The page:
It’s not too early to begin planning how your school & community will celebrate Walk to School Day on October 7, 2009! The Health by Design Walk & Bike to School Workgroup has prepared a letter and information sheet to help you spread the word, organize an event, and to work toward making every day good for walking and biking to school! We hope you will join in the fun and share your event pictures and stories with us. Don’t hesitate to let us know how we can assist with resources and support for your effort.
Archive for the ‘Resources’ Category
In the Spring of 2008, a class of IUPUI SPEA Capstone students developed a toolkit for assessing neighborhood walkability. The project underwent review and some revision in the Health by Design Evaluation Committee and was piloted among coalition members in the Spring of 2009. We invite you to use this tool to evaluate your own neighborhood and to help promote walkability! Don’t hesitate to get in touch with questions or for more information.
In case you didn’t see it earlier this month, the American Academy of Pediatrics Committee on Environmental Health released a policy statement: The Built Environment: Designing Communities to Promote Physical Activity in Children. The article, published in the June issue of Pediatrics, includes recommendations for pediatricians and government.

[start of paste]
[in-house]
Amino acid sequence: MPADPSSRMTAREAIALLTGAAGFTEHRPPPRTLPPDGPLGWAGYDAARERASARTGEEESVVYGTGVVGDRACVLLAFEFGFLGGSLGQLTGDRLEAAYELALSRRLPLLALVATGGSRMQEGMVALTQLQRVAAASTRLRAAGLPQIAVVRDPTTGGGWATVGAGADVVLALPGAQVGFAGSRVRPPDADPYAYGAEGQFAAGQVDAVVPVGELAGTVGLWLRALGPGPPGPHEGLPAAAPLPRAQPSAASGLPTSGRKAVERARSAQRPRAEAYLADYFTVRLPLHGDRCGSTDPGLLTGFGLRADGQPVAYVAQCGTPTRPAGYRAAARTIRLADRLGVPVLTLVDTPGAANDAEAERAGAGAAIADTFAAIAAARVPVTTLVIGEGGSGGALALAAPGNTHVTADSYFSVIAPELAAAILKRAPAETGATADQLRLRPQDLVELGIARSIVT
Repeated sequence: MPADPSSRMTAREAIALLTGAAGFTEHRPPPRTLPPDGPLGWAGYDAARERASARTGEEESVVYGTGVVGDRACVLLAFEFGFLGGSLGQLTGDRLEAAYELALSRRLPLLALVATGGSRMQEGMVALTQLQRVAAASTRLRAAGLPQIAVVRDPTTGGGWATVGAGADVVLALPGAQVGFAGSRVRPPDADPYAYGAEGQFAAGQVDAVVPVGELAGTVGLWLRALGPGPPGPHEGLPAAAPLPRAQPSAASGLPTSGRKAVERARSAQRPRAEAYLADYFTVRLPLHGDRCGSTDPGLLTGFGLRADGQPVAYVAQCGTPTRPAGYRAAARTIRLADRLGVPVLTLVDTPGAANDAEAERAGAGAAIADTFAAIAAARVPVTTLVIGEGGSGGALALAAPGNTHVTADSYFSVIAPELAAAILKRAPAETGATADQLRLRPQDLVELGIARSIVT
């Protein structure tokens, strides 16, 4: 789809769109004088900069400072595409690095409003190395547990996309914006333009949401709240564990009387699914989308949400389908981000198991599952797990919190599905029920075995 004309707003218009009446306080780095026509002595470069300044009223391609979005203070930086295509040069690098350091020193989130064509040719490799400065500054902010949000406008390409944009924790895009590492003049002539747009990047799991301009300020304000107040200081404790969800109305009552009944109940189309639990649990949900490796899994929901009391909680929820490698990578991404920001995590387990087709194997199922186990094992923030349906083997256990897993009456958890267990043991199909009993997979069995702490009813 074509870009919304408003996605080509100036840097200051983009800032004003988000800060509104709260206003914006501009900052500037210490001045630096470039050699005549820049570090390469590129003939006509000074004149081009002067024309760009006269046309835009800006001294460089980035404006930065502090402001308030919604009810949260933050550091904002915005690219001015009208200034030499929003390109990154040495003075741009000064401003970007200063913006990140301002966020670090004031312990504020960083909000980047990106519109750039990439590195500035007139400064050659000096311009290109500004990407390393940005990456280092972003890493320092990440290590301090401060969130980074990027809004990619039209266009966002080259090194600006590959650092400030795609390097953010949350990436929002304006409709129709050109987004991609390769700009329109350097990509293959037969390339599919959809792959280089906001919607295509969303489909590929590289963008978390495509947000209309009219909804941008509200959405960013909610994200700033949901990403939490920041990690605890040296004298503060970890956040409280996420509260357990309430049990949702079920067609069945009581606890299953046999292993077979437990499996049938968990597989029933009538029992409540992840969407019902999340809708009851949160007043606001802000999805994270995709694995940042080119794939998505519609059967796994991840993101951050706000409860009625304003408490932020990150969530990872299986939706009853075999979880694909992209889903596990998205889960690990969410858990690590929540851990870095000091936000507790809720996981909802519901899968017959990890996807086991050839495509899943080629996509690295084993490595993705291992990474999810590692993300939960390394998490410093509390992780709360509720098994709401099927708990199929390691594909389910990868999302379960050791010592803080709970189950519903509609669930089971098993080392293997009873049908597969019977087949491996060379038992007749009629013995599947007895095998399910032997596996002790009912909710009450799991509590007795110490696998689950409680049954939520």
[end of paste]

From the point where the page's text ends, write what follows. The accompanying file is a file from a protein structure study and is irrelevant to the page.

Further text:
Abstract: An estimated 32% of American children are overweight, and physical inactivity contributes to this high prevalence of overweight. This policy statement highlights how the built environment of a community affects children’s opportunities for physical activity. Neighborhoods and communities can provide opportunities for recreational physical activity with parks and open spaces, and policies must support this capacity. Children can engage in physical activity as a part of their daily lives, such as on their travel to school. Factors such as school location have played a significant role in the decreased rates of walking to school, and changes in policy may help to increase the number of children who are able to walk to school. Environment modification that addresses risks associated with automobile traffic is likely to be conducive to more walking and biking among children. Actions that reduce parental perception and fear of crime may promote outdoor physical activity. Policies that promote more active lifestyles among children and adolescents will enable them to achieve the recommended 60 minutes of daily physical activity. By working with community partners, pediatricians can participate in establishing communities designed for activity and health.